I took in 3 12-week-old kittens years ago. 2 of them came around (EVENTUALLY), but the third one never did trust us, unfortunately.

Keep feeding them, don't make any sudden moves around them, and stand back a bit and observe them if they will let you. Some or all of them will get bolder around you over time.
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Old 09-09-2016, 07:27 PM
 
Location: Des Moines Metro
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I second the tee shirt suggestion.

OP, after feeding them for another week or so, you might take some hand sewing or bean snapping to their area and sit on the floor and do it. Sit there for at least 20 minutes. Do that over the course of several days, and you might notice several coming closer and closer to you.

When I lived on a farm, I made it a point to socialize the barn cats enough so that we could handle them when necessary. They got rabies shots regularly and I occasionally had to inspect a wound or the cause of a limp. I didn't turn them into lap cats -- these were working cats -- but bribing with food works for most.
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Old 09-09-2016, 07:30 PM
 
Location: Eastern Washington
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Quote:
Originally Posted by AndCatsForAll View Post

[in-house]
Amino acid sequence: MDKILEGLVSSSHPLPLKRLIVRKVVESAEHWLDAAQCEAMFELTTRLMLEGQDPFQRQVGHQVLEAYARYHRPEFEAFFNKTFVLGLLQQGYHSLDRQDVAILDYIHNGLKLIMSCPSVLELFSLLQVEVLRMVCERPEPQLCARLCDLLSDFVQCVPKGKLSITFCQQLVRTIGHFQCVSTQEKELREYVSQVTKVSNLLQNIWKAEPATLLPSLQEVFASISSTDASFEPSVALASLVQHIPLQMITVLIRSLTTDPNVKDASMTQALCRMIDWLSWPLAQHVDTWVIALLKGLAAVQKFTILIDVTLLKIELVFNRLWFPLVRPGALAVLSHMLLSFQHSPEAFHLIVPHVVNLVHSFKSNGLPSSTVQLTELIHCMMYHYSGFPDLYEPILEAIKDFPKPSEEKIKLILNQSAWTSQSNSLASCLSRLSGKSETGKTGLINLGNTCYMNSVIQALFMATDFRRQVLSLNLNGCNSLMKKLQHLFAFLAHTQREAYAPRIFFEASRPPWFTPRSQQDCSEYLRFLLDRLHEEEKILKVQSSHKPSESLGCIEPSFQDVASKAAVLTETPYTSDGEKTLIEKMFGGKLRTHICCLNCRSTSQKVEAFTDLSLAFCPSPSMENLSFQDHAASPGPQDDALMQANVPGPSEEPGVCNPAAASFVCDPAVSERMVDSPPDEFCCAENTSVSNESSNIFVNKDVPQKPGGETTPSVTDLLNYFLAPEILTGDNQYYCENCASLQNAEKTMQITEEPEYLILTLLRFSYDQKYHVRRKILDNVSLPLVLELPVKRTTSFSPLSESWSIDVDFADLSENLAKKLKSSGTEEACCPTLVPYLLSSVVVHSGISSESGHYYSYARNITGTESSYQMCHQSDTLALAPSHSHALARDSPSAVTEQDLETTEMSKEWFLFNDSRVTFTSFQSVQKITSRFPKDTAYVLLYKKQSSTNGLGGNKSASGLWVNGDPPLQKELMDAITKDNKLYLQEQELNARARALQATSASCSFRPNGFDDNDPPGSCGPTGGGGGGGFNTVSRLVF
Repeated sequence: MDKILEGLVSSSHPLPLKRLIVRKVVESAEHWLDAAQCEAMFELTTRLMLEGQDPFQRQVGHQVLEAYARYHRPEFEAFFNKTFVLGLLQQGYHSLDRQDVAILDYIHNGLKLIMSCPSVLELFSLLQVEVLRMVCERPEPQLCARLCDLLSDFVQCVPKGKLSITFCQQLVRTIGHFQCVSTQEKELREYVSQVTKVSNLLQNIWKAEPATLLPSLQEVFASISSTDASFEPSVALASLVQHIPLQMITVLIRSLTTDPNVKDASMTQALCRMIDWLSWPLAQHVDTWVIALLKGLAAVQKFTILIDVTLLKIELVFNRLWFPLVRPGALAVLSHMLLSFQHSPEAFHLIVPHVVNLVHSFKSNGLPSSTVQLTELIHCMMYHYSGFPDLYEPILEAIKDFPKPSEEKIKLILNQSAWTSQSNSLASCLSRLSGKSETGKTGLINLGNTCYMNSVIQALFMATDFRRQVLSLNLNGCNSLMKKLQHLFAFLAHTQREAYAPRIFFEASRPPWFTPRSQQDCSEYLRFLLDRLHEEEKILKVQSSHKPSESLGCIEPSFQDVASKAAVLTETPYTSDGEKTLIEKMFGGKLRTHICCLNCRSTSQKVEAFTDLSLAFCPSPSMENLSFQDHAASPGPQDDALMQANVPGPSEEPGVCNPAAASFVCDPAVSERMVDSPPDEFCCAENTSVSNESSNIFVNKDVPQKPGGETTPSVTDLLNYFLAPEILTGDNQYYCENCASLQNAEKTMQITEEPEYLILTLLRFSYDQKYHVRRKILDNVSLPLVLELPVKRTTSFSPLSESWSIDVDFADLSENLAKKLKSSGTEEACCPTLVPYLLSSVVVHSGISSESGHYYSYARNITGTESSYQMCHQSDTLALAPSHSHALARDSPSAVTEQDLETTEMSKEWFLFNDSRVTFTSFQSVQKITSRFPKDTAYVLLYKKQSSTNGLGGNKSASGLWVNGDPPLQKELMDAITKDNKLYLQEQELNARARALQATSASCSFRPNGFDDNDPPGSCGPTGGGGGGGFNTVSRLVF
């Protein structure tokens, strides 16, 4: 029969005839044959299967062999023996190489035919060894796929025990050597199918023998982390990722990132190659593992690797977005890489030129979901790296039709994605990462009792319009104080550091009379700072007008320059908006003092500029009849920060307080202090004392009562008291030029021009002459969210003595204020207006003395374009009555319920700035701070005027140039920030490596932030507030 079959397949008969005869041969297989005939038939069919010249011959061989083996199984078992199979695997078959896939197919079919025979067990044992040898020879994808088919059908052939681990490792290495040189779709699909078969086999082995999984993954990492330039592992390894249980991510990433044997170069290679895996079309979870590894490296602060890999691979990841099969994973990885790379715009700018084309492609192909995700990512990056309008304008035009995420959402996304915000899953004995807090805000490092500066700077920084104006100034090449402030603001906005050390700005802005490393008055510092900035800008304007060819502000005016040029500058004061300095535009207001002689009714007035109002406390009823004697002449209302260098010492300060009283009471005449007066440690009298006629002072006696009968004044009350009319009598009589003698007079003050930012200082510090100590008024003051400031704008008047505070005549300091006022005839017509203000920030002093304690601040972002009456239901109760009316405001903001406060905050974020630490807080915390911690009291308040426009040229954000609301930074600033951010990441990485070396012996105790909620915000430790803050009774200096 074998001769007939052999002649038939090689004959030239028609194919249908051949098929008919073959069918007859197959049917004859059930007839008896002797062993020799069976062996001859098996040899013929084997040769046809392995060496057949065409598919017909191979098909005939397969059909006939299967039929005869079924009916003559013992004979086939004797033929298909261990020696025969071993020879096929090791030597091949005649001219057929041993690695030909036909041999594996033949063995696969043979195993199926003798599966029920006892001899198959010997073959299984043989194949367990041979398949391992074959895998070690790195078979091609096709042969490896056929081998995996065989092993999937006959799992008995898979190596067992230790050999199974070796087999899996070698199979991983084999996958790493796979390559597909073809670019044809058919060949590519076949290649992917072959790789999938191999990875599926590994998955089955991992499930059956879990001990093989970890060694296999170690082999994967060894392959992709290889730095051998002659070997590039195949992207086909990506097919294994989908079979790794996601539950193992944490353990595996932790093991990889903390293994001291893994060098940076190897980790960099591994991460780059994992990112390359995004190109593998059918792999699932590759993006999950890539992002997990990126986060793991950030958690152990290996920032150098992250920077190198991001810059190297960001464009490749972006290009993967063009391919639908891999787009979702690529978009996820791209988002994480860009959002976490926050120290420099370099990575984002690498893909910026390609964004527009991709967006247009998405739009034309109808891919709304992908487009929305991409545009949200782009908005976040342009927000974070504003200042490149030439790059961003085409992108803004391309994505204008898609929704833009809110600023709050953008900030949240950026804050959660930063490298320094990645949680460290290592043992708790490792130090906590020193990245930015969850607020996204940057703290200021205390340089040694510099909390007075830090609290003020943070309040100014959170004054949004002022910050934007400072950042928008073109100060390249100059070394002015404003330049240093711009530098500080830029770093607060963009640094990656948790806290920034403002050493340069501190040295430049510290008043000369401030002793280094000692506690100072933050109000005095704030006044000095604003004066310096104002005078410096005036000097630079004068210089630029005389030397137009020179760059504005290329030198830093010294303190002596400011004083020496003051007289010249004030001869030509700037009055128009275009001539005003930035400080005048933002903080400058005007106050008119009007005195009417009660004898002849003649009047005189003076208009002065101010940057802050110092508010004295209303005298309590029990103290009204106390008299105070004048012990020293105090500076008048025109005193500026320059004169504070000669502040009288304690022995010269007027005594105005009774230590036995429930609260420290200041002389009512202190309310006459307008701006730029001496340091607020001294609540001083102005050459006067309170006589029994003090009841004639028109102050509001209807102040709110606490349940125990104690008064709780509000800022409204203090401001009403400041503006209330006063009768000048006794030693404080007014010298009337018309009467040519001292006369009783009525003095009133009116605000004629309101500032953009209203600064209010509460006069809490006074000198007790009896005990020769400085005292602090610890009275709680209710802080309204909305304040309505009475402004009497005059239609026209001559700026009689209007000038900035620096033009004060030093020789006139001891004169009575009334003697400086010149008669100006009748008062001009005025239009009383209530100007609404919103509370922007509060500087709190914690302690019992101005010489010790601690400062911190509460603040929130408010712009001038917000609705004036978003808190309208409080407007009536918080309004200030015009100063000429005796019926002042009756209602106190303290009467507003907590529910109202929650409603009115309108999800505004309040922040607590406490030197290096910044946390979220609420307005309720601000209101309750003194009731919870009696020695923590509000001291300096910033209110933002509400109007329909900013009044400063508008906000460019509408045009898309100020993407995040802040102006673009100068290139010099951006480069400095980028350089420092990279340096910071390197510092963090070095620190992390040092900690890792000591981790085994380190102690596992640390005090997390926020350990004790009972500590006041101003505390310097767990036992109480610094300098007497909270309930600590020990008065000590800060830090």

It's absolutely not impossible to socialize them when they are older. It is just harder. Our most affectionate cat was one of the older feral bunch that everyone thought would be impossible to socialize- they called him "unhandleable" but now he is super bonded to me and is finally coming around to my husband/ company.

A lot of times these cats will bond to one person and a lot of people will say it's just to that one person but it is possible to train them that other people are sources of pleasure as well. If you are conscious about this/ aware and willing to put in the work then you could have some super sweet cats, but if they remain outdoors the best you might hope for are non-fearful community cats that will come close for food but not seek out affection.
This is true and I forgot to mention it. The ferals that I have tamed as adults tend to be OK with me, but not so OK with other people. But I have not had any need to get them to accept other people so have not worked on that. Probably if other people bring them food, the same process would go on.

I like the way you put it - "absolutely not impossible" - that is to say the process can be done, but it's not easy and it takes time.
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Old 09-09-2016, 07:32 PM
 
Location: St. Louis
3,287 posts, read 1,458,035 times
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Quote: